Although the Defence Ministry of the Slovak Republic was looking clearly ahead, it must not forget the past. With the aim of indemnifying individuals against claims arisen in the previous regime, it s pushed forward a new legislation rectifying areas of concern. For example, in 2007 the Act on Financial Contribution for Former Soldiers came into effect. It applies to soldiers who, during the Stalin era, served in the military forced labor camps. In the former Czechoslovakia, between 1948 and 1954, forced laborers amounted to a total of 40,000 young men. They either disagreed with the communist regime, or came from entrepreneurial family backgrounds, practised a religion, or had relatives in the West. They would work in the mines, stone quarries, forests or at construction sites. Furthermore, most of them were not released into the reserve after two years of service, as was stipulated by law, but were forced to stay for another year or even more. Those who lived under socialism know very well what destiny awaited them, once they returned to civilian life with a personal record - politically unreliable.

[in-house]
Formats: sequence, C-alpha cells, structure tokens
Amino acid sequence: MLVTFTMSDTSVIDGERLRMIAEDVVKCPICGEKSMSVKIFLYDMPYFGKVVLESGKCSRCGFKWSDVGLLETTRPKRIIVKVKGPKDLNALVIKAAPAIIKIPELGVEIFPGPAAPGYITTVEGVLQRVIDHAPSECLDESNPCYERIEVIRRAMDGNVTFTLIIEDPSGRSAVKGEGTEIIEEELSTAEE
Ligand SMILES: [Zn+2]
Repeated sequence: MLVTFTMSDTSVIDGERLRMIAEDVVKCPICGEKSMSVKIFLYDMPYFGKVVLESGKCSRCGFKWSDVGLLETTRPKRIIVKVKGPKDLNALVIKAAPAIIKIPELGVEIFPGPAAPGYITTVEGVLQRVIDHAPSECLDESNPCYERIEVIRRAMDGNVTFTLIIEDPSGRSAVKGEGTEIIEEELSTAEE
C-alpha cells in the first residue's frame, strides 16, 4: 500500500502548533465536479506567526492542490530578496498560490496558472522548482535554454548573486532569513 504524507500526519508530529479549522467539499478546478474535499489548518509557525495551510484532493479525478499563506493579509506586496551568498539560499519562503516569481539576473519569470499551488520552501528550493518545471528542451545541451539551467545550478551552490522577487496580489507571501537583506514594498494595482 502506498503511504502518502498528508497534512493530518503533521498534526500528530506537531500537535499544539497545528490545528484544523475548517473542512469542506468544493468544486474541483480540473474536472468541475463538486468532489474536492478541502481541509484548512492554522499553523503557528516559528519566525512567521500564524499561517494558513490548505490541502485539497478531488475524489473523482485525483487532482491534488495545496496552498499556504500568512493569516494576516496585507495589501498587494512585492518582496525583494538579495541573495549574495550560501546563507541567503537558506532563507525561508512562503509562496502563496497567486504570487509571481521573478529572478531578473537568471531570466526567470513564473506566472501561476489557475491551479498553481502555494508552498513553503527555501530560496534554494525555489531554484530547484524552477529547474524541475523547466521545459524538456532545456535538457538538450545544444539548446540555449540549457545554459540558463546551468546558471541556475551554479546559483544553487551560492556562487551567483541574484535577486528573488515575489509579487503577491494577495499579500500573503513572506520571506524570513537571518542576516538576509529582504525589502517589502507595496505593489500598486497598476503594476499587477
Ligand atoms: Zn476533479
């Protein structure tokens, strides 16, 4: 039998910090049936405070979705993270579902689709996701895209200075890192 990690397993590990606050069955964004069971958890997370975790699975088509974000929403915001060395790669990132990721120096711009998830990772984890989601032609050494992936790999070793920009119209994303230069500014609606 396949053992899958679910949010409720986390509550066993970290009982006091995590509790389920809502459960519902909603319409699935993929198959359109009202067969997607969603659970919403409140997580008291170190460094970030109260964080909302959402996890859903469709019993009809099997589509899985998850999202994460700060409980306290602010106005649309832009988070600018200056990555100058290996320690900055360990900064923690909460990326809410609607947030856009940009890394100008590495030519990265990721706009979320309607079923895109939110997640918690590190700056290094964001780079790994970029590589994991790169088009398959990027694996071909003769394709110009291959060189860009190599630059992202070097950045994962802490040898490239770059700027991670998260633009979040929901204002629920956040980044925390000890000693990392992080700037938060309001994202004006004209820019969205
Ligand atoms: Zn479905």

In this regard, the Defence Minister himself initiated a legislative amendment. In his own words, the Act does not bring a complete rectification, but it offers compensation. Also, it acknowledges the historical truth and the fact that the former regime promoted illegal and immoral practices. And if we want to build up new, fully professional armed forces, serving the cause of democracy, we cannot fail in our efforts to cope with the past. Why not take the opportunity to turn over a new leaf?"